The phrase is often attributed to Queen Victoria and has passed into common usage to note perceived strait-laced stuffiness, bolstering the perception that Victoria was a dour woman living a melancholy life after the death of her husband Prince Albert.
However, during an interview in 1976, Victoria’s granddaughter, Alice, Countess of Athlone, said that Victoria herself told her that she never uttered these famous words at all. In fact, if the queen’s diaries are anything to go by, Victoria had a keen sense of humour and certainly enjoyed a joke. She had a “wonderful laugh” wrote Vicky of Prussia, “and grandmama often laughed till she was red in the face and even till she cried”.
That may well be the case, but I found several instances where, had she not uttered those words exactly, then she expressed her opinion in more or less the same fashion. One example concerned a fine statue of her late husband.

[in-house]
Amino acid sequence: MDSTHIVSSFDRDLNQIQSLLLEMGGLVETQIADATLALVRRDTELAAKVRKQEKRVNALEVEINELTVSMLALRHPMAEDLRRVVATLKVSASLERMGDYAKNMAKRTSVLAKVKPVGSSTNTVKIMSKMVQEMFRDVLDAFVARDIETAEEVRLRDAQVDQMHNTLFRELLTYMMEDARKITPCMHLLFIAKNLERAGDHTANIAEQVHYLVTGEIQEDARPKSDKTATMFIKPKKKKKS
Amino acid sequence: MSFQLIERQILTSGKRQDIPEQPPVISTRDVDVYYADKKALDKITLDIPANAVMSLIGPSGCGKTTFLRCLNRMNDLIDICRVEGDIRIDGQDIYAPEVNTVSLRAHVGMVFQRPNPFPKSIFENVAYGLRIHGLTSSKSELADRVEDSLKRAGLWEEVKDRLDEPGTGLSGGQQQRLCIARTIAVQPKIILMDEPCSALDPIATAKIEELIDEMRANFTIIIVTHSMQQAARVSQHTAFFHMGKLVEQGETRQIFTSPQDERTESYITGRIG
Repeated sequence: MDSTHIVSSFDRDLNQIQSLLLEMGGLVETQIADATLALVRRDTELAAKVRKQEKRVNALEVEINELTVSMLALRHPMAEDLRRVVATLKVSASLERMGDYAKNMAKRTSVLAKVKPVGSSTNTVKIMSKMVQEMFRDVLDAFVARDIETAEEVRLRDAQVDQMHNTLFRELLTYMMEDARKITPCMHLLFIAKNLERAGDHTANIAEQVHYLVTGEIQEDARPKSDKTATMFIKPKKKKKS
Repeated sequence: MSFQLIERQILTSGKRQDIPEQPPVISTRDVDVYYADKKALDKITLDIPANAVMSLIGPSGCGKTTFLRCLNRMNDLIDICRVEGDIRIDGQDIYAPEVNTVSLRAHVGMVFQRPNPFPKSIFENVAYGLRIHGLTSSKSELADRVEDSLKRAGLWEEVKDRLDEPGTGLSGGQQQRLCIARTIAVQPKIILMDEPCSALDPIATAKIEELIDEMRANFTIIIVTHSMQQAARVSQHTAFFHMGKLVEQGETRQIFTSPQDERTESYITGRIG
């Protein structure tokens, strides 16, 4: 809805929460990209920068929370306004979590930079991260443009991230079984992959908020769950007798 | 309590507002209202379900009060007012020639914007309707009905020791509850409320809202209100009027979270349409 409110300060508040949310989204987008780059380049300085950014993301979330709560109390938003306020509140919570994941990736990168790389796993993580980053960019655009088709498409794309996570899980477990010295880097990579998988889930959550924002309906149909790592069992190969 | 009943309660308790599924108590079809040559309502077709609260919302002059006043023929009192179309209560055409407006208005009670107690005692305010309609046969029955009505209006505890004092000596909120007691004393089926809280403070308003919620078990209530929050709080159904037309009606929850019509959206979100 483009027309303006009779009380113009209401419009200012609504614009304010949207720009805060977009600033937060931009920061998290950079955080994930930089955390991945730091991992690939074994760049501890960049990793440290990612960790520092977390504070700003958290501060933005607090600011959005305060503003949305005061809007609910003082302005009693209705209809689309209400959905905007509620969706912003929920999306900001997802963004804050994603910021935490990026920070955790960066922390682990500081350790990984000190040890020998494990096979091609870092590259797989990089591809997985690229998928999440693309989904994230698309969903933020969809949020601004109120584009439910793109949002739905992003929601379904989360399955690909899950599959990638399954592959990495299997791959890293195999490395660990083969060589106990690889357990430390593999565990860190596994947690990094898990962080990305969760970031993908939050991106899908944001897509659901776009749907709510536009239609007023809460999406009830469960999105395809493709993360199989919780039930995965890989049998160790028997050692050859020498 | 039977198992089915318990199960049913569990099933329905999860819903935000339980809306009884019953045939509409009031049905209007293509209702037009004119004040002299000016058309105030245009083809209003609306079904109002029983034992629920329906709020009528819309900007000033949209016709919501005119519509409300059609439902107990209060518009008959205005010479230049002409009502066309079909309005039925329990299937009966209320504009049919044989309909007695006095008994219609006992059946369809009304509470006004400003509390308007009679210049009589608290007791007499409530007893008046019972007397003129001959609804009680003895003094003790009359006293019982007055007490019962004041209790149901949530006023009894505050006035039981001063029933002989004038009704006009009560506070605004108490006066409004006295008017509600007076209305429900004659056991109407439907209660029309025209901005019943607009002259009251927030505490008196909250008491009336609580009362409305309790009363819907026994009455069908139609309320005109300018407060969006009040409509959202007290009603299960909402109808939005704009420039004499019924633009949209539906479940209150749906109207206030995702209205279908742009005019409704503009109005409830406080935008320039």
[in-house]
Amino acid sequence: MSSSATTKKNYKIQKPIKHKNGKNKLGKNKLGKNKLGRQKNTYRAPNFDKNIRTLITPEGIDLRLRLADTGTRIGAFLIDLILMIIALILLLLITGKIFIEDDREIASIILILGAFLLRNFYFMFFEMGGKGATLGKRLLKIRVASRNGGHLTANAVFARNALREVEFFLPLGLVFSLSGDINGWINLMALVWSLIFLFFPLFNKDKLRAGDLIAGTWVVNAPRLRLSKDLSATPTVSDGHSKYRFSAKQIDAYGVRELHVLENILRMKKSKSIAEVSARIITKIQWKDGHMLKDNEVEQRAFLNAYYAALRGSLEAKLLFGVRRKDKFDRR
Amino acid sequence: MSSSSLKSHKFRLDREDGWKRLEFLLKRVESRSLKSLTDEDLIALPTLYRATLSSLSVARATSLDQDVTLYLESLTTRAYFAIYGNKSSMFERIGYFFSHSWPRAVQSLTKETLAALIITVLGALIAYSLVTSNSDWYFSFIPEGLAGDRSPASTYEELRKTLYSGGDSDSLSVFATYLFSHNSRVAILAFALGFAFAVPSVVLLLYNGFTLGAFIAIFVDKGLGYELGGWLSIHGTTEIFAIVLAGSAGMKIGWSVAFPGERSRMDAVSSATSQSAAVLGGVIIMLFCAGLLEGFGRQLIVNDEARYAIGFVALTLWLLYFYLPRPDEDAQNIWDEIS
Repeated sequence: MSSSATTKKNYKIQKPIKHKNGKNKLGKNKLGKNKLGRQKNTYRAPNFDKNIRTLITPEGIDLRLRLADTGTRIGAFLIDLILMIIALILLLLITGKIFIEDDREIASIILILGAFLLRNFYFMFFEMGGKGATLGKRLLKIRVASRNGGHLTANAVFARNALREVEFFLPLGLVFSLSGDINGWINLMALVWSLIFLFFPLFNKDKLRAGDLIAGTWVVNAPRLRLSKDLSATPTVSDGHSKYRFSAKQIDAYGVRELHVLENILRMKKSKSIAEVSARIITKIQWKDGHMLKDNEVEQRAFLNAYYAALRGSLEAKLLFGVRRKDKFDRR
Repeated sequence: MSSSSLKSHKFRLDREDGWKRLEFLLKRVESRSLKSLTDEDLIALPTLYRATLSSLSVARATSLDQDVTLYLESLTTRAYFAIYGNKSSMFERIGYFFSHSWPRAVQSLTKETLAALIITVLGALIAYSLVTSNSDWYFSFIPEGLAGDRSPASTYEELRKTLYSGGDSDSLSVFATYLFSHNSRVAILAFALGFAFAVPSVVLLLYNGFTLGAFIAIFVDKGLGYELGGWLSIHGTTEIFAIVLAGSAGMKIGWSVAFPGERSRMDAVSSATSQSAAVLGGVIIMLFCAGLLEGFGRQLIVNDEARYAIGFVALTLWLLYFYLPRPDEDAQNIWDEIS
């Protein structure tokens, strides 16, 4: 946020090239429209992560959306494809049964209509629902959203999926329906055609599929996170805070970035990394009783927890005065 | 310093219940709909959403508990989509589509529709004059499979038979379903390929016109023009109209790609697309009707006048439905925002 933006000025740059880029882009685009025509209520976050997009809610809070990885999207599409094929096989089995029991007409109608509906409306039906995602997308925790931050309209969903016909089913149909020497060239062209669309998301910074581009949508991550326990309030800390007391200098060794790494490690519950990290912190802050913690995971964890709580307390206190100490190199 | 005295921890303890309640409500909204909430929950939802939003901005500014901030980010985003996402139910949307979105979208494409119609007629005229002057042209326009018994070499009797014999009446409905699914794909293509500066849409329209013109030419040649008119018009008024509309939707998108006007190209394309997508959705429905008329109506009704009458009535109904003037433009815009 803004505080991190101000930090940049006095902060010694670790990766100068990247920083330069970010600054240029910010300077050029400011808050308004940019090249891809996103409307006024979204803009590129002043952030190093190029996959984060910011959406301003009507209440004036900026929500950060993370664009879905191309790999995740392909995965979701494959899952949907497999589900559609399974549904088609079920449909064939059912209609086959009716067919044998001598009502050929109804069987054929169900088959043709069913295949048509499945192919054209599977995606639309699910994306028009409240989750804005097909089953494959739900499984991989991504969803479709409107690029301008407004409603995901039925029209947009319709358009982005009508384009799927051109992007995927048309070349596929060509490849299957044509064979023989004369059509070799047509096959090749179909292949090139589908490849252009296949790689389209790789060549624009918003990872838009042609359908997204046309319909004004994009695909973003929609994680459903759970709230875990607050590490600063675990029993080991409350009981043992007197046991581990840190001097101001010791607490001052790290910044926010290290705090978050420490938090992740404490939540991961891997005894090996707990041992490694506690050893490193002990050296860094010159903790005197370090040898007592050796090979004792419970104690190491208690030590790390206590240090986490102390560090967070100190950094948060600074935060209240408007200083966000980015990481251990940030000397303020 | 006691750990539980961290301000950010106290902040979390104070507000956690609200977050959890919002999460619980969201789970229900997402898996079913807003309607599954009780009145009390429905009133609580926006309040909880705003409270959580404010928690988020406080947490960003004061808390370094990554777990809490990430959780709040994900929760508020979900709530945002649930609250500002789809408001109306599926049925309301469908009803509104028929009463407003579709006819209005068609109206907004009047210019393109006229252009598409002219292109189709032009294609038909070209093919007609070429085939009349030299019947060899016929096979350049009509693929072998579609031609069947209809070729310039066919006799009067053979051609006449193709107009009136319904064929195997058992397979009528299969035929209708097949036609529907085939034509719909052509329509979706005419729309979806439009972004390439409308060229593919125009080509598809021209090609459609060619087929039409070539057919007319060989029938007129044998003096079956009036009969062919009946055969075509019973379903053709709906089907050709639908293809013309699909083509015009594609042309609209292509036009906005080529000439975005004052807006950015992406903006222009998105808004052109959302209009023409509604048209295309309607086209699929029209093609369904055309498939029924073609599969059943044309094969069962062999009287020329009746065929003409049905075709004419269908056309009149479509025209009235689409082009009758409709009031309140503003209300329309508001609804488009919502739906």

The statue situated at Holborn Circus shows the Prince astride his horse and as you’ll see he has removed his hat and is waving it in salute, supposedly to the merchants and council of the City of London. Given that the statue was erected some thirteen years after his death he couldn’t have had much of a say in the composition, and so the salute gesture could only have been arrived at by the vanity of the City Fathers who were footing the bill for it. Apparently, such an unbecoming royal gesture left the commissioners of the statue under no illusions that Queen Victoria was less than gruntled.